Bomb Train in South Buffalo March 2015 -photo by Jay Burney
Bomb Train in South Buffalo March 2015 -photo by Jay Burney

Riverkeeper and Buffalo's Bomb Trains

by / May. 22, 2015 6pm EST

WNY ClimateWatch

The oil train transportation of North Dakota’s Bakken crude oil, obtained by hydraulic fracturing (also know as “fracking”), has increased over 4000% in recent years. Oil-trains have also dramatically increased along the rail lines and in the the rail yards of Buffalo and Erie County.

 Bakken crude oil is known as a volatile and highly unstable hazardous product that has been a major factor in catastrophes related to numerous oil-train derailment disasters in recent months. Some of these oil-train derailments have been in urban areas. All of these derailments have created human, environmental, and economic catastrophes.

The trains carrying Bakkan crude have become commonly referred to as “Bomb Trains.”

Since January of this year there have been six derailments of oil-trains in the U.S. All have caught fire with explosive results.  The most recent, on 6 May 2015, occurred in Heimdal, North Dakota where a 106 car train derailed and caught fire. This caused the evacuation of the small town.

You may remember the July 2013 derailment in Lac-Mégantic, Quebec that destroyed much of the community and killed 47 people. The Lac-Mégantic train carried 74 cars. Reports of the event have said that there was a .62 mile or approximately 1 km blast zone. Some estimates are that the total liabilities for that rail disaster could easily reach $2.7 billion over the next decade.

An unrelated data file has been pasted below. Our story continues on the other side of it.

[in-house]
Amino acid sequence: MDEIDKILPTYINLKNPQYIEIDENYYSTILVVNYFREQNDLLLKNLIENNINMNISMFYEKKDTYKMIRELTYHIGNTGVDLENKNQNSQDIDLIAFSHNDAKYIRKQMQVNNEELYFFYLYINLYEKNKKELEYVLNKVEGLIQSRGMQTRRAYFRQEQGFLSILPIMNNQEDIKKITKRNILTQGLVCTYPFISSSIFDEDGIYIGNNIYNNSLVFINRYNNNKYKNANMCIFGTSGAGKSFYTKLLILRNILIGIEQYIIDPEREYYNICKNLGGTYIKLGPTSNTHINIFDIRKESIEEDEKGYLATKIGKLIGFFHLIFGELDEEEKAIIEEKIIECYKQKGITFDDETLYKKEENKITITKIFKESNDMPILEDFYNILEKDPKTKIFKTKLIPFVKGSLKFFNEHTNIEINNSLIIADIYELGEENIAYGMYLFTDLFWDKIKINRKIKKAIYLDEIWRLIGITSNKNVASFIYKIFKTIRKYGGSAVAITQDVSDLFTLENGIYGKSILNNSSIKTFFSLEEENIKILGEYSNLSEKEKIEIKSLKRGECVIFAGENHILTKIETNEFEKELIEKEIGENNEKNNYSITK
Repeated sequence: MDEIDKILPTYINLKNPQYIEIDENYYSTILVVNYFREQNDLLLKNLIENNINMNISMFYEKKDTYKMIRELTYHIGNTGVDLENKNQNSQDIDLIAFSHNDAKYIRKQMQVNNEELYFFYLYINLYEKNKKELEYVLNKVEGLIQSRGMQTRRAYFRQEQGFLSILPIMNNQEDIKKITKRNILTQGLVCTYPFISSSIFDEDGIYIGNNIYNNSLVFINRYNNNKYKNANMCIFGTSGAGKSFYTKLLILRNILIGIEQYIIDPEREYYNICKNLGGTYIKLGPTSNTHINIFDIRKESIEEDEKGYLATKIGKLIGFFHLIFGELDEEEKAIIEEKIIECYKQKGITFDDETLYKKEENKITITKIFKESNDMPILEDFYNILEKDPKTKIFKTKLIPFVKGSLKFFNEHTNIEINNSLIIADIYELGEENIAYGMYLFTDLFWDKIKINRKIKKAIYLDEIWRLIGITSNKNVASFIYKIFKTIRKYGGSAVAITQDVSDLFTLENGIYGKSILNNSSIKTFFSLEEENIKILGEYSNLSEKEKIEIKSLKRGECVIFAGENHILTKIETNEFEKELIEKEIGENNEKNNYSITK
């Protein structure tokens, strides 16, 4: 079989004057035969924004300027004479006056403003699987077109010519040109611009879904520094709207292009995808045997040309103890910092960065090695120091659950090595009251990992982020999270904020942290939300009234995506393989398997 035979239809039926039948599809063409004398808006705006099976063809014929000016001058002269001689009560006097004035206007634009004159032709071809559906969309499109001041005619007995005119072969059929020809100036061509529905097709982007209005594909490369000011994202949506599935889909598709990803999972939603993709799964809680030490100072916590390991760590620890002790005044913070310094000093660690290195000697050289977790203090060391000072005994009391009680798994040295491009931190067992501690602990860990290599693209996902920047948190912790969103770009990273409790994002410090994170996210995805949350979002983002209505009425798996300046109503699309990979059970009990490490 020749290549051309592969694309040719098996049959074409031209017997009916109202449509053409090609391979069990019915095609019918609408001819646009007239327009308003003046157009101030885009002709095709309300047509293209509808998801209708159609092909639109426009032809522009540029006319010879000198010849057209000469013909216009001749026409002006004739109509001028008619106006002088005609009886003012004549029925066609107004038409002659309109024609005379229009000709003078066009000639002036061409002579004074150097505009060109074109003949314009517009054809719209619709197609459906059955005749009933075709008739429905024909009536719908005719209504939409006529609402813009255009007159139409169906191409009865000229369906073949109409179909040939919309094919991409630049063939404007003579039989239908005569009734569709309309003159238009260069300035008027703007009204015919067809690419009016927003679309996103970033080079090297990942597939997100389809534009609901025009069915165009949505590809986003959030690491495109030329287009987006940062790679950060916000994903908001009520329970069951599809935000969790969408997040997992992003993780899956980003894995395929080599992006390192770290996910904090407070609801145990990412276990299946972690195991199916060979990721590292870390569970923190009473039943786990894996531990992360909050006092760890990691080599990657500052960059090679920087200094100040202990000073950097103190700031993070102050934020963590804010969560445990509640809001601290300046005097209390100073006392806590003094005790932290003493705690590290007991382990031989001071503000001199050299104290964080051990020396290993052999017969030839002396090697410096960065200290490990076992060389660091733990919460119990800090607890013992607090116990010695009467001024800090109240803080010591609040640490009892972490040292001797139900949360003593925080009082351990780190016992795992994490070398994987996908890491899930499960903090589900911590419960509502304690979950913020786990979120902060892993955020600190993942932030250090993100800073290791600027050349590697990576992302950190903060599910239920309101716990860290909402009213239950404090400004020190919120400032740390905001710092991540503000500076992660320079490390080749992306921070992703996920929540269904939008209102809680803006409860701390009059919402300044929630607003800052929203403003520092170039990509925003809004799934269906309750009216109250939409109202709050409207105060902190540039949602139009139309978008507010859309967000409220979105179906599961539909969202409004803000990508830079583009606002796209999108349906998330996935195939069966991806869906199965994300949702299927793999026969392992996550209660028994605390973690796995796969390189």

Buffalo’s Bomb Trains

According to an interactive map provided by McClatchy DC News, as many as 35 of these “bomb trains” come through our area every week. This mirrors other organization’s analysis including that of Hudson Riverkeeper. These trains can haul as many as 120 oil tank cars, containing up to 31,800 gallonsof oil, in each car. According to Rita Yelda, a local activist with Food and Water Watch, 75% of everyone in Buffalo live within one mile of one of these train’s paths.

New Federal Rules

On May 1 of this year the USDOT released the Final Rule to Strengthen the Safe Transportation of Flammable Liquids by Rail, which governs some aspects of this oil-by-rail industry.